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BILATERAL MONOPOLY: A market containing a single buyer and a single seller. Bilateral monopoly is the combination of a monopoly market on the selling side and a monopsony market on the buying side. Factor markets tend to offer the best examples of bilateral monopolies, and thus is the field of economic analysis where this term generally surfaces. A market dominated by a profit-maximizing monopoly tends to charge a higher price. A market dominated by a profit-maximizing monopsony tends to pay a lower price. When combined into a bilateral monopoly, the buyer and seller are forced to negotiate a price. Then resulting price could end up anywhere between the higher monopoly's price and the lower monopsony's price. Where the price ends ups depends on the relative negotiating power of each side.

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DEMAND SHOCK: A disruption of market equilibrium (that is, a market adjustment) caused by a change in a demand determinant and a shift of the demand curve. A demand shock can take one of two forms--an Demand Increase or a Demand Decrease. An increase in demand is seen as a rightward shift of the demand curve and results in an increase in equilibrium quantity and an increase in equilibrium price. A decrease in demand is a leftward shift of the demand curve and results in a decrease in equilibrium quantity and a decrease in equilibrium price.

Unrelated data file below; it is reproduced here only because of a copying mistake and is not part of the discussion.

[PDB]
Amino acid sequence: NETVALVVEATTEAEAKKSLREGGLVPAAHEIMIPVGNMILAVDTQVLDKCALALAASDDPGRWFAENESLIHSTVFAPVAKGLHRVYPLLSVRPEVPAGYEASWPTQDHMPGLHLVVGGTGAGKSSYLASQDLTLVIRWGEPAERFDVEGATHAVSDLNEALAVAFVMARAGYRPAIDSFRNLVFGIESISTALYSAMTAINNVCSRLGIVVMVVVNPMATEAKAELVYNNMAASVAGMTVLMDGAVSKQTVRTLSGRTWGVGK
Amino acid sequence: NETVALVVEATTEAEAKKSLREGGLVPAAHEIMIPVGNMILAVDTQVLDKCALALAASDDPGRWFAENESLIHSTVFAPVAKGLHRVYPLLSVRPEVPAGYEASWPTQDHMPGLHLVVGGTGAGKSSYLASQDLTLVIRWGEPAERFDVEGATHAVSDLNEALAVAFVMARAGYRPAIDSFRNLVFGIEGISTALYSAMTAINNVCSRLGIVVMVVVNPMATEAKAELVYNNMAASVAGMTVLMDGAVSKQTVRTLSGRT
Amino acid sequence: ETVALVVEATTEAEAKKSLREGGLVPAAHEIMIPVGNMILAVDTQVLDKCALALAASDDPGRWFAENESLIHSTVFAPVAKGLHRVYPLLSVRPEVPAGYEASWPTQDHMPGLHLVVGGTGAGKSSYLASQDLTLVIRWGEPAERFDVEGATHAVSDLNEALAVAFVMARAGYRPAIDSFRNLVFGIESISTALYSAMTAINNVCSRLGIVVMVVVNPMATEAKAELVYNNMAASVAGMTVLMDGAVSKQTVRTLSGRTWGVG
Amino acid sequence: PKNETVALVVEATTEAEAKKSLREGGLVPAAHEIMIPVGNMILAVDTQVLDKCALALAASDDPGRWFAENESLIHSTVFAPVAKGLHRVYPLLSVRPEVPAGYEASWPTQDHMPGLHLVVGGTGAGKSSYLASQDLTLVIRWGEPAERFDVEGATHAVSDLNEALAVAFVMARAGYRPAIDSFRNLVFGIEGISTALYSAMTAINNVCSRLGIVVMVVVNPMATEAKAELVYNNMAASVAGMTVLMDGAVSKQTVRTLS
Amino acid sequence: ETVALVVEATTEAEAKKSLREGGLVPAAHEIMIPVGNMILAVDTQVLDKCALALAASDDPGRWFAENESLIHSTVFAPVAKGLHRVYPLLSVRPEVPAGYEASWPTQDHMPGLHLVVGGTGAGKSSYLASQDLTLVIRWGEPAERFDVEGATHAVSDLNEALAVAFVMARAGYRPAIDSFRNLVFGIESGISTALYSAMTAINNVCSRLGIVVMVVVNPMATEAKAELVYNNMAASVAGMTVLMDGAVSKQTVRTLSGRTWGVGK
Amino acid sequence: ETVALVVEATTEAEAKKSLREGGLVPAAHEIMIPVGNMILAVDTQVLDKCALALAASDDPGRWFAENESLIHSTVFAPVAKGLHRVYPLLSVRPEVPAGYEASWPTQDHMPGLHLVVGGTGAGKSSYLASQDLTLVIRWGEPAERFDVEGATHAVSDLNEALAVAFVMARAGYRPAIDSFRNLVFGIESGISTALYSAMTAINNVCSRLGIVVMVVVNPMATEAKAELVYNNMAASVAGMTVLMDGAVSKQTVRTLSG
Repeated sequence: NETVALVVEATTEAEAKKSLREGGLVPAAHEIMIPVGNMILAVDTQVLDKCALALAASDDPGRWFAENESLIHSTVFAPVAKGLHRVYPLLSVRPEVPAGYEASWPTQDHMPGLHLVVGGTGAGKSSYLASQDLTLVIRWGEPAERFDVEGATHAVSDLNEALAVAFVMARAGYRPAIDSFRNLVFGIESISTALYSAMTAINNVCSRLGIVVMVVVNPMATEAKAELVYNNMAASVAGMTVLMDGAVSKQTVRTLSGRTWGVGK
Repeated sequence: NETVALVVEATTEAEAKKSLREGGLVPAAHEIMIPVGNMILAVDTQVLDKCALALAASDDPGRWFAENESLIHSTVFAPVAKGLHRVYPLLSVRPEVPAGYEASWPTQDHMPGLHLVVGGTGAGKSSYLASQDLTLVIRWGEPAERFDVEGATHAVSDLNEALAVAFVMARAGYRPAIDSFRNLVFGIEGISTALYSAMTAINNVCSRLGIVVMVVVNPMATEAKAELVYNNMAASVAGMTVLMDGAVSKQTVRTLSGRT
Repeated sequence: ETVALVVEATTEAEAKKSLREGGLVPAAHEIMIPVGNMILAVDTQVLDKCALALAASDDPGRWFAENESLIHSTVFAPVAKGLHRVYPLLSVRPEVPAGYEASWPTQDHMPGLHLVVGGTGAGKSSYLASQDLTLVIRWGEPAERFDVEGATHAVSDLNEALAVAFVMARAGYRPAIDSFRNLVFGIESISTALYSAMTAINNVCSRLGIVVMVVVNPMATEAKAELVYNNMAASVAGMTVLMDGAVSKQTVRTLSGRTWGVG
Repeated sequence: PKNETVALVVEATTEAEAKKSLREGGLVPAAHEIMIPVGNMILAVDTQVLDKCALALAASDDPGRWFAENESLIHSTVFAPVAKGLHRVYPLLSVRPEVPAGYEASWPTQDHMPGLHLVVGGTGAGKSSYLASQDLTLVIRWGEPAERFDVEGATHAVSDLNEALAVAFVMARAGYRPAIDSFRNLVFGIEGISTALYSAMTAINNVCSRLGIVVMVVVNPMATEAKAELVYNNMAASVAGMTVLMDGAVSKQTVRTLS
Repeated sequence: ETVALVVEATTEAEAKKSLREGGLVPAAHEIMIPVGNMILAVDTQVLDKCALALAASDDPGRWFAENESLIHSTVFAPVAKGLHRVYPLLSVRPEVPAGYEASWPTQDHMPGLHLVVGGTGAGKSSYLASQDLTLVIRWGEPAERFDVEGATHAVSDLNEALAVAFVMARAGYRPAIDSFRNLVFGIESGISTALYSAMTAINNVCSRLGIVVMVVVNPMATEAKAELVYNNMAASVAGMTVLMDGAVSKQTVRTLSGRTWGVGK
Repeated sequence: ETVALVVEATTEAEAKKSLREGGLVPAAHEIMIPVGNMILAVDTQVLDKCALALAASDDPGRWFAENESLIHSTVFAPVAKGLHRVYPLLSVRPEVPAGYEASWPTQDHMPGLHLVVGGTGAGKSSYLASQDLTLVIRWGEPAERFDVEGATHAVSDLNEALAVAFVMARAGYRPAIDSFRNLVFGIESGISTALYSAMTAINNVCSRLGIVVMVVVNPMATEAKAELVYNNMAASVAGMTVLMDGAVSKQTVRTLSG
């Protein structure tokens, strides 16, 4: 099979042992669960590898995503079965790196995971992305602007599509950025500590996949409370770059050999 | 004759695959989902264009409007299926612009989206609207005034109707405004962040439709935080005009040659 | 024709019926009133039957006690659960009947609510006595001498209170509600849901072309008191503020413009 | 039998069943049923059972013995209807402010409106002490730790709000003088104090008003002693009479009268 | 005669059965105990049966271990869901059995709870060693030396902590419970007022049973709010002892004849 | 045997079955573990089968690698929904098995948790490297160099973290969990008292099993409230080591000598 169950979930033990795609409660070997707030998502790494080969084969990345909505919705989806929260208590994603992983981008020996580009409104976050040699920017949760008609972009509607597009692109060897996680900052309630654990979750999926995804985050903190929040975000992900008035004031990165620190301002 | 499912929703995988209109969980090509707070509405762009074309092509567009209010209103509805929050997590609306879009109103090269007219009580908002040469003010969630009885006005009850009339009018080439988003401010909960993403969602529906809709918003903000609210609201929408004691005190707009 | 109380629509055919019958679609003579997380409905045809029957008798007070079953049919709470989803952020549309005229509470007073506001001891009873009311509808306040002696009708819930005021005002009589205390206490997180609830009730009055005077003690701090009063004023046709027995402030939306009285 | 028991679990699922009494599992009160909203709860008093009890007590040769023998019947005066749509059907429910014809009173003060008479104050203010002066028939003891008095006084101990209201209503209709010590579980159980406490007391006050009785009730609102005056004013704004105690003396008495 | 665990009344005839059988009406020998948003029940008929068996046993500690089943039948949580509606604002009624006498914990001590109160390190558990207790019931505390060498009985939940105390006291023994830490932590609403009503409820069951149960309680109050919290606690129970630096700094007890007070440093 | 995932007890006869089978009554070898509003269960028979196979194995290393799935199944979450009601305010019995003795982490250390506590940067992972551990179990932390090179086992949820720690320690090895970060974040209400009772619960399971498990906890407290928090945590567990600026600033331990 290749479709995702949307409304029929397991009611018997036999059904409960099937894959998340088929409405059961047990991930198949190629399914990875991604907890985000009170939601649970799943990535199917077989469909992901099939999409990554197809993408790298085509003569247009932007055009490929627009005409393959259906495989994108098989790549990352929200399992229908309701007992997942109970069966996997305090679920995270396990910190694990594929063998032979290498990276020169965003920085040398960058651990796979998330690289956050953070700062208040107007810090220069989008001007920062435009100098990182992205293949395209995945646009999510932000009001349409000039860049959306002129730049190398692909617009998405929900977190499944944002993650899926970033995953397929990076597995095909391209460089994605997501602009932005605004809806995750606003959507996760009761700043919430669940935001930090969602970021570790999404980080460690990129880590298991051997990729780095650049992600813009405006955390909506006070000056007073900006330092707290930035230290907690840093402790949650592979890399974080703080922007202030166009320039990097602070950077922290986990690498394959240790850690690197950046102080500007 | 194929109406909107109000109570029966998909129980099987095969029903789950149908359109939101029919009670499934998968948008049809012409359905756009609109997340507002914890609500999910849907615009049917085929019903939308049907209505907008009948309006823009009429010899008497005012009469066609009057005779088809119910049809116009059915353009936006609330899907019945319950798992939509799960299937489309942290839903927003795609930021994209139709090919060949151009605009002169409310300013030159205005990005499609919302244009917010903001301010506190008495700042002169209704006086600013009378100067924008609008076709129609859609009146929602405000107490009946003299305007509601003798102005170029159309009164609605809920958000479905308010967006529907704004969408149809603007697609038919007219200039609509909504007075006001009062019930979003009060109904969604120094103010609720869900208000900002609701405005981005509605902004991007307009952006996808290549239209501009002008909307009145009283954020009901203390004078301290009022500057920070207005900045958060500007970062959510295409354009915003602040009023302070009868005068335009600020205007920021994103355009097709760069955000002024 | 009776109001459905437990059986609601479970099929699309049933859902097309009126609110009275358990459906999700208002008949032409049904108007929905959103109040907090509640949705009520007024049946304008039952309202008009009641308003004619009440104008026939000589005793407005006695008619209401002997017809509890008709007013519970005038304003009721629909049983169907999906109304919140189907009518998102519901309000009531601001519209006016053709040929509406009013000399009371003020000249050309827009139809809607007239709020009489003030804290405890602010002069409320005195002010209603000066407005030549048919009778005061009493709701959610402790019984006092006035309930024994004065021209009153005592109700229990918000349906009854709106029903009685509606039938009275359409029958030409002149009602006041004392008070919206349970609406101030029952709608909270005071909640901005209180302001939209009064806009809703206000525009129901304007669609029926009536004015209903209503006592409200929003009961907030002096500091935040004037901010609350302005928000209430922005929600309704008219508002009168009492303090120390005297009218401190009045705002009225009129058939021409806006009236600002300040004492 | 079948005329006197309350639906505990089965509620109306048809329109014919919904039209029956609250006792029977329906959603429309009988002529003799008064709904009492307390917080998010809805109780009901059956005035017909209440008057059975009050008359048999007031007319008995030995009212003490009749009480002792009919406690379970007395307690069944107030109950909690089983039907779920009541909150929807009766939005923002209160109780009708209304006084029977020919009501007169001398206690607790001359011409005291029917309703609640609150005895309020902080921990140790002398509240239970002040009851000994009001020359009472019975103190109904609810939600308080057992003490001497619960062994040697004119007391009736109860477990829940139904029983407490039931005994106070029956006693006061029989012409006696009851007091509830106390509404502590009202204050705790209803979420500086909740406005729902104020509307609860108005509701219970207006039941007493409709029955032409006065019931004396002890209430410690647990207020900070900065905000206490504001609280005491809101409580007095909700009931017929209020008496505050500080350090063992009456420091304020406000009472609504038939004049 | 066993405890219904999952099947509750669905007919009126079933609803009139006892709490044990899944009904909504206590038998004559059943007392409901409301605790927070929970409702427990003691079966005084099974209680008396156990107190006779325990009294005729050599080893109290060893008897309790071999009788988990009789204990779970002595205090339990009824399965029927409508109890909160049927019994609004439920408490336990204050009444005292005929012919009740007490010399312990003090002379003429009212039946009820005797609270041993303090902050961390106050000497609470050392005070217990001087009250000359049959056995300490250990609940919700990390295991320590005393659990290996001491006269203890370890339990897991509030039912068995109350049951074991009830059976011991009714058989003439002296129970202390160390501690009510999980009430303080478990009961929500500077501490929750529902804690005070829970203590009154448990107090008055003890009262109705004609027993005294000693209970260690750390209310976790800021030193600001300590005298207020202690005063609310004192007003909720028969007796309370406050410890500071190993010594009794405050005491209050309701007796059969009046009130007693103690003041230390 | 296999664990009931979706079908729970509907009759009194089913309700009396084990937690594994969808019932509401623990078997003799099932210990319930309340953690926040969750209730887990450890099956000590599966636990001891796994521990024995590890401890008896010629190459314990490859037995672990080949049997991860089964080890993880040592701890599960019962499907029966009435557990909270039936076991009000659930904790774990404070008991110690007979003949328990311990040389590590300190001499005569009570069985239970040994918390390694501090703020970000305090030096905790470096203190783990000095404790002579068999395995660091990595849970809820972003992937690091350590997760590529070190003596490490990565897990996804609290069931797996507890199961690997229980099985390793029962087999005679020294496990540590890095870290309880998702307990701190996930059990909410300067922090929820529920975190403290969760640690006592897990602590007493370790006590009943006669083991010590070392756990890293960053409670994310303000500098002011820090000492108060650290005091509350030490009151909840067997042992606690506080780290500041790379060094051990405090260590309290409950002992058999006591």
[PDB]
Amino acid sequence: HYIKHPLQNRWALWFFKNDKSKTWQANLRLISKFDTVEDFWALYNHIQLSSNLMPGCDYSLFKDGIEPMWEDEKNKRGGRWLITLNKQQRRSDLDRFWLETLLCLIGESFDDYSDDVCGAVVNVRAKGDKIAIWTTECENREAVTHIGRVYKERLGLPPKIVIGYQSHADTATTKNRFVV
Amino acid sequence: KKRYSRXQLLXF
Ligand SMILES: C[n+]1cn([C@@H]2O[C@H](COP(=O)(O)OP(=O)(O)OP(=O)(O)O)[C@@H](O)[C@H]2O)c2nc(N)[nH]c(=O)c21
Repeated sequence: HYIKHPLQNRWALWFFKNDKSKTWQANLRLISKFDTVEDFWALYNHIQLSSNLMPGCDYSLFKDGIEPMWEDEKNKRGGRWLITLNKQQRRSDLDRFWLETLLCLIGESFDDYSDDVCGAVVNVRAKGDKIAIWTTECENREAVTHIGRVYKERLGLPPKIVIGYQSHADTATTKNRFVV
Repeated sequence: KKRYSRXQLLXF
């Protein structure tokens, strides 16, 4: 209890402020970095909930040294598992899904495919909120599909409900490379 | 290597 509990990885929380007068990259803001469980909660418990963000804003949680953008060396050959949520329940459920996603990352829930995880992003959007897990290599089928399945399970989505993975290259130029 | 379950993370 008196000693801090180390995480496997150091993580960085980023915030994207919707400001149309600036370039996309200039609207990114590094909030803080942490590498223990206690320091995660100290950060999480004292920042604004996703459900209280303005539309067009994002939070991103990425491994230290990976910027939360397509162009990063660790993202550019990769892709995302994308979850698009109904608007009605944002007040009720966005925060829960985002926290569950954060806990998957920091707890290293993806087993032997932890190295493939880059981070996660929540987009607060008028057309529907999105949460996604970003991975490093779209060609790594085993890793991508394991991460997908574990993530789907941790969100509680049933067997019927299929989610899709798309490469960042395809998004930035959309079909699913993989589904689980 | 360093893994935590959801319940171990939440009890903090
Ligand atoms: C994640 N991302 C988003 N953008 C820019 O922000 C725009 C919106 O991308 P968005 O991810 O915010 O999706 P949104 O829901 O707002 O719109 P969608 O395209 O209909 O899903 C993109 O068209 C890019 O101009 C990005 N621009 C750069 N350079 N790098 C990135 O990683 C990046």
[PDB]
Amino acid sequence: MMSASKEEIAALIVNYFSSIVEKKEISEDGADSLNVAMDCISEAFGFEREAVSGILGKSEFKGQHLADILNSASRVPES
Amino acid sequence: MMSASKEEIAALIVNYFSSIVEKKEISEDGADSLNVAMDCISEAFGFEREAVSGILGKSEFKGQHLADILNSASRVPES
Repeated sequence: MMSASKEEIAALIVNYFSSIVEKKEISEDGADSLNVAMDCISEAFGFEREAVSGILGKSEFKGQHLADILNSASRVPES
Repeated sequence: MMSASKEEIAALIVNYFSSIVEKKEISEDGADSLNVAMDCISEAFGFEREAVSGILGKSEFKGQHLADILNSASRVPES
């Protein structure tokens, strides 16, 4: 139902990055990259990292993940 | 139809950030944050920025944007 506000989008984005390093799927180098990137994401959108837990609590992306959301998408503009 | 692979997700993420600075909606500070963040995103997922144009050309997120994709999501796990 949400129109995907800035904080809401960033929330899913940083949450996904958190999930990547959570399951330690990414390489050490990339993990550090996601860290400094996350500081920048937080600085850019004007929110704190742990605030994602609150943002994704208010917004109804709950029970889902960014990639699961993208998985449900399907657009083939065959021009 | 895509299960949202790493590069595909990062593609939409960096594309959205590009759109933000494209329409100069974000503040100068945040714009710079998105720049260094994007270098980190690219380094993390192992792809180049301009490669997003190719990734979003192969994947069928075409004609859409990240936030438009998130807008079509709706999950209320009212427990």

See also | market equilibrium | market adjustment | demand | demand curve | demand price | demand determinant | equilibrium quantity | equilibrium price | equilibrium | income | normal good | inferior good | preferences | other prices | substitute-in-consumption | complement-in-consumption | buyers' expectations | number of buyers | demand decrease | demand increase | supply shock |


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AVERAGE VARIABLE COST

Total variable cost per unit of output, found by dividing total variable cost by the quantity of output. When compared with price (per unit revenue), average variable cost (AVC) indicates whether or not a profit-maximizing firm should shut down production in the short run. Average variable cost is one of three average cost concepts important to short-run production analysis. The other two are average total cost and average fixed cost. A related concept is marginal cost.

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